Preventing Health Damaging Behaviors and Negative Health Outcomes in Army and Marine Corps Personnel during the First Tour of Duty

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Investigator: Cherrie B. Boyer, PhD
Sponsor: DOD U.S. Army Medical Research Acquisition Activity (USAMRAA)

Location(s): United States

Description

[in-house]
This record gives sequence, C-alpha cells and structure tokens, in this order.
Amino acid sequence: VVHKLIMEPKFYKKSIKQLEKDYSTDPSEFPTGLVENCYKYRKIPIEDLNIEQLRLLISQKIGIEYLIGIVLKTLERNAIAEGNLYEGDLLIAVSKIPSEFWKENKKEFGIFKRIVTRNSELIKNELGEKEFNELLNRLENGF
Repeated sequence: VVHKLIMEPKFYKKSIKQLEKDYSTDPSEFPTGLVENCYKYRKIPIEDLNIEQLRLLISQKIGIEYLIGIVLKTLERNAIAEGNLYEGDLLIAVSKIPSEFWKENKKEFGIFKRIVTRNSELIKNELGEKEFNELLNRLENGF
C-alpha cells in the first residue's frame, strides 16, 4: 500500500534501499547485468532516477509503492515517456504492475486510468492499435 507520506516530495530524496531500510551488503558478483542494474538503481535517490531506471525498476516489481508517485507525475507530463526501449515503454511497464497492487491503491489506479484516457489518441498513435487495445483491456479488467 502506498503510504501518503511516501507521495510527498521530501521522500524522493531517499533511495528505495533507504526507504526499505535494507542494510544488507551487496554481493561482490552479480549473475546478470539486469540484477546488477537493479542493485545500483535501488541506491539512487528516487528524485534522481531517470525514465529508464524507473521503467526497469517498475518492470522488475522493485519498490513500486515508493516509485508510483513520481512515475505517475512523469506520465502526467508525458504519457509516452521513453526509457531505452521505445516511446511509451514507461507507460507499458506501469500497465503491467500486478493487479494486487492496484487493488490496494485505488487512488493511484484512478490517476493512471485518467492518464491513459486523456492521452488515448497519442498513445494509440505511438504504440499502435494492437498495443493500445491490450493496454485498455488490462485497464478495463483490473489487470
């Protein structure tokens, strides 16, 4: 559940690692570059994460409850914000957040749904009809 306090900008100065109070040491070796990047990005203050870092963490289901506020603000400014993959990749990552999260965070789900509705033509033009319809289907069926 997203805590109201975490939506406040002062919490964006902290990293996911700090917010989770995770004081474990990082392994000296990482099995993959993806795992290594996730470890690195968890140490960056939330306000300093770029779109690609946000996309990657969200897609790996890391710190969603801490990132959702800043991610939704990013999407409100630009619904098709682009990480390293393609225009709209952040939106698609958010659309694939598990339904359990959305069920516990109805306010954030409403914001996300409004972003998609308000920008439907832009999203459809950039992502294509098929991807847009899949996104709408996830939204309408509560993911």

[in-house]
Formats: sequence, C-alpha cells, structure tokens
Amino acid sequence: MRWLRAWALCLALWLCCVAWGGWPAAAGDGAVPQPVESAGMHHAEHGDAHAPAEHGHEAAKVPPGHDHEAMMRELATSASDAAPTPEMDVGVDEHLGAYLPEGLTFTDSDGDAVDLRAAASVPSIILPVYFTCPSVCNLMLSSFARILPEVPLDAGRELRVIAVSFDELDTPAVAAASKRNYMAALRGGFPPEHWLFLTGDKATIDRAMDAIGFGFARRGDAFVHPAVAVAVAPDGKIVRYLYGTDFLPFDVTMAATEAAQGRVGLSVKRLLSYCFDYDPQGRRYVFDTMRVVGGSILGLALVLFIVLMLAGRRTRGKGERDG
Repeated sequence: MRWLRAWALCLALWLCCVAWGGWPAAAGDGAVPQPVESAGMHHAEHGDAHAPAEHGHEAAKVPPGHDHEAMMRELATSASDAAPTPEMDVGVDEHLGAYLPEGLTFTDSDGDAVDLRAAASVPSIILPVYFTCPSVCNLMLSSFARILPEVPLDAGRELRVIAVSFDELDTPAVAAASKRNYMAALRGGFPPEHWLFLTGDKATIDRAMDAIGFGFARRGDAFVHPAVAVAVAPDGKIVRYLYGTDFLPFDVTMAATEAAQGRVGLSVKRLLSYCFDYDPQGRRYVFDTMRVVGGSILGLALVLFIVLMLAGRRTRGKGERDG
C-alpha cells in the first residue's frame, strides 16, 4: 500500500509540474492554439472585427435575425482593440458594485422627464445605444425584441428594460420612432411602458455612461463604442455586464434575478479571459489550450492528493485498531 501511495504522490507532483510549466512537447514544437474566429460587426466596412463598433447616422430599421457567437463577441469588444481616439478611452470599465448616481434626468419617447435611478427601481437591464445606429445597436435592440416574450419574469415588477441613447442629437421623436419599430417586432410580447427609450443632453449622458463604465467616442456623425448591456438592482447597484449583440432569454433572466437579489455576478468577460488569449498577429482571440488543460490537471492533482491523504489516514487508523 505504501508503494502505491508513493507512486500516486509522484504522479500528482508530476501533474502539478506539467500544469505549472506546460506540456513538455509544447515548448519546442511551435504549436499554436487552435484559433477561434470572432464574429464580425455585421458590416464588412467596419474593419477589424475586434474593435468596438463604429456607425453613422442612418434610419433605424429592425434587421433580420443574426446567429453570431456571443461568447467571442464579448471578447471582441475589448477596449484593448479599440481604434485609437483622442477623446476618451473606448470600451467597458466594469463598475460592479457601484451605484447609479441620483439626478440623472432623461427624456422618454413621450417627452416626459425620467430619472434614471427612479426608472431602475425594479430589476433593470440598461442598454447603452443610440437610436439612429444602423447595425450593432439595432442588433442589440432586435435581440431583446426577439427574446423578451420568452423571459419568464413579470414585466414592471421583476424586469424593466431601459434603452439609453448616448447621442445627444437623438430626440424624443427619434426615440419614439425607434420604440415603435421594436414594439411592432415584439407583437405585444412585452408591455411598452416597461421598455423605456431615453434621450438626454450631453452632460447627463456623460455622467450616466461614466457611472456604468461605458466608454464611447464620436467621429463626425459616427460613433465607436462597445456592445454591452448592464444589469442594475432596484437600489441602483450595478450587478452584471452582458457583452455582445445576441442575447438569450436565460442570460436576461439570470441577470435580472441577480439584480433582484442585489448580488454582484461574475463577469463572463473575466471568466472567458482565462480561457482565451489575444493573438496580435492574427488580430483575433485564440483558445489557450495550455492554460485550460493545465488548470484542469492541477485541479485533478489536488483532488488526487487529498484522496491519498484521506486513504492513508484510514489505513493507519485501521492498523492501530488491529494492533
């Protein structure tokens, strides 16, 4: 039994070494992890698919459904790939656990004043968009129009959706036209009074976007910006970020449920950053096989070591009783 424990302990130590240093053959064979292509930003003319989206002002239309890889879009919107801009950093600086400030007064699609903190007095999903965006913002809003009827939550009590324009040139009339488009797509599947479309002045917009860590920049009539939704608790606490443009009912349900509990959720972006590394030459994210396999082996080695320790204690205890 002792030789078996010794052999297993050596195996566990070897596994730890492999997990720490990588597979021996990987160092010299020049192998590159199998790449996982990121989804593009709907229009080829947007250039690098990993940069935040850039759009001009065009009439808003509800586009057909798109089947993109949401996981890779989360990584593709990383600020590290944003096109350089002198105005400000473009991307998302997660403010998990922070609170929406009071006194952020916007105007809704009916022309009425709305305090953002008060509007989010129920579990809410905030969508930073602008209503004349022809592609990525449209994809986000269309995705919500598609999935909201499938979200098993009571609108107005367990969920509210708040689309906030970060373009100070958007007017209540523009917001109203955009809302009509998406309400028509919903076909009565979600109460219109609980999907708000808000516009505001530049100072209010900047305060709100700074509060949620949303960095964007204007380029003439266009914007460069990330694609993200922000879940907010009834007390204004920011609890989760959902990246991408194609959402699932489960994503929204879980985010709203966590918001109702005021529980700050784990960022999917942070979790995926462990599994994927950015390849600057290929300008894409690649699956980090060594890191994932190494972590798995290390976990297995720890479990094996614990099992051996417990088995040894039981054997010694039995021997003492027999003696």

Health damaging behaviors of young military personnel are reflections of health problems facing all young people in the U.S. Military life presents opportunities and challenges that may both protect and place young troops at risk for health damaging behaviors. Challenges for maintaining a healthy armed force include high rates of sexually transmitted infections (STIs), unintended pregnancies (UIPs), misuse of alcohol/substances, and personal sexual violence defined as violence within one’s personal (dating or marital) relationships. The common thread through these negative health outcomes is volitional behavior. Such behaviors do not only result in illness or injury, but also negatively impact performance of military duties and threaten military readiness. Despite military leadership in setting standards and policies regarding professional behavior and universal health care for preventing and eliminating such negative health outcomes, many health problems remain. Building on our previous military research, we plan to develop and evaluate a cognitive-behavioral, skills-building intervention to prevent and reduce young troops' risk for STIs, UIPs, alcohol/substance misuse, and personal sexual violence. This research also seeks to establish the best training practices for educating young troops about health issues that impact military performance and readiness. Finally, it will have direct implications for healt h promotion and disease prevention education strategies designed to reach military men and women early in their careers